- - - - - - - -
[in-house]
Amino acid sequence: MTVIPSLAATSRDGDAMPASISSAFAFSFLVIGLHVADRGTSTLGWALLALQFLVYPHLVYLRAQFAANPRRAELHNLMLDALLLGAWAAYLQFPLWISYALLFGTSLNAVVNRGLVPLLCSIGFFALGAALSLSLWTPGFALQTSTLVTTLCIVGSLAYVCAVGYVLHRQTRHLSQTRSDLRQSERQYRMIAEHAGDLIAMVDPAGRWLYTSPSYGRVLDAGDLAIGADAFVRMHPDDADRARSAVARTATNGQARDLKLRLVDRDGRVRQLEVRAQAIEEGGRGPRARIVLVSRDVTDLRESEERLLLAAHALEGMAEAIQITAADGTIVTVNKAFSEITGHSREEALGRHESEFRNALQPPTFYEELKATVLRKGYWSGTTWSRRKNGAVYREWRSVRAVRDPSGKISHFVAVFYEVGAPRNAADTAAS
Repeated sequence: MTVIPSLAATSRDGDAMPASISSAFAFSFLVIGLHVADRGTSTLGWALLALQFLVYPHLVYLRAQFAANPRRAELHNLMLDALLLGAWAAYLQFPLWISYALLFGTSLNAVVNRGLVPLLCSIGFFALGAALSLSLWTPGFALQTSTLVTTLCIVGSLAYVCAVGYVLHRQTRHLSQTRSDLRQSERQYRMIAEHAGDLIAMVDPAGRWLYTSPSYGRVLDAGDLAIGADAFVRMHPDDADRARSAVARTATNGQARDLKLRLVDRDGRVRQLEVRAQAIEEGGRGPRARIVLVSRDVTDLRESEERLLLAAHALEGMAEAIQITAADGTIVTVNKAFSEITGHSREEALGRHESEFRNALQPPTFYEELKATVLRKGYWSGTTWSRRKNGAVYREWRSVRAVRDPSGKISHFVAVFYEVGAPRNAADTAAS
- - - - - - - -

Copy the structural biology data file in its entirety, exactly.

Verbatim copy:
[in-house]
Amino acid sequence: MTVIPSLAATSRDGDAMPASISSAFAFSFLVIGLHVADRGTSTLGWALLALQFLVYPHLVYLRAQFAANPRRAELHNLMLDALLLGAWAAYLQFPLWISYALLFGTSLNAVVNRGLVPLLCSIGFFALGAALSLSLWTPGFALQTSTLVTTLCIVGSLAYVCAVGYVLHRQTRHLSQTRSDLRQSERQYRMIAEHAGDLIAMVDPAGRWLYTSPSYGRVLDAGDLAIGADAFVRMHPDDADRARSAVARTATNGQARDLKLRLVDRDGRVRQLEVRAQAIEEGGRGPRARIVLVSRDVTDLRESEERLLLAAHALEGMAEAIQITAADGTIVTVNKAFSEITGHSREEALGRHESEFRNALQPPTFYEELKATVLRKGYWSGTTWSRRKNGAVYREWRSVRAVRDPSGKISHFVAVFYEVGAPRNAADTAAS
Repeated sequence: MTVIPSLAATSRDGDAMPASISSAFAFSFLVIGLHVADRGTSTLGWALLALQFLVYPHLVYLRAQFAANPRRAELHNLMLDALLLGAWAAYLQFPLWISYALLFGTSLNAVVNRGLVPLLCSIGFFALGAALSLSLWTPGFALQTSTLVTTLCIVGSLAYVCAVGYVLHRQTRHLSQTRSDLRQSERQYRMIAEHAGDLIAMVDPAGRWLYTSPSYGRVLDAGDLAIGADAFVRMHPDDADRARSAVARTATNGQARDLKLRLVDRDGRVRQLEVRAQAIEEGGRGPRARIVLVSRDVTDLRESEERLLLAAHALEGMAEAIQITAADGTIVTVNKAFSEITGHSREEALGRHESEFRNALQPPTFYEELKATVLRKGYWSGTTWSRRKNGAVYREWRSVRAVRDPSGKISHFVAVFYEVGAPRNAADTAAS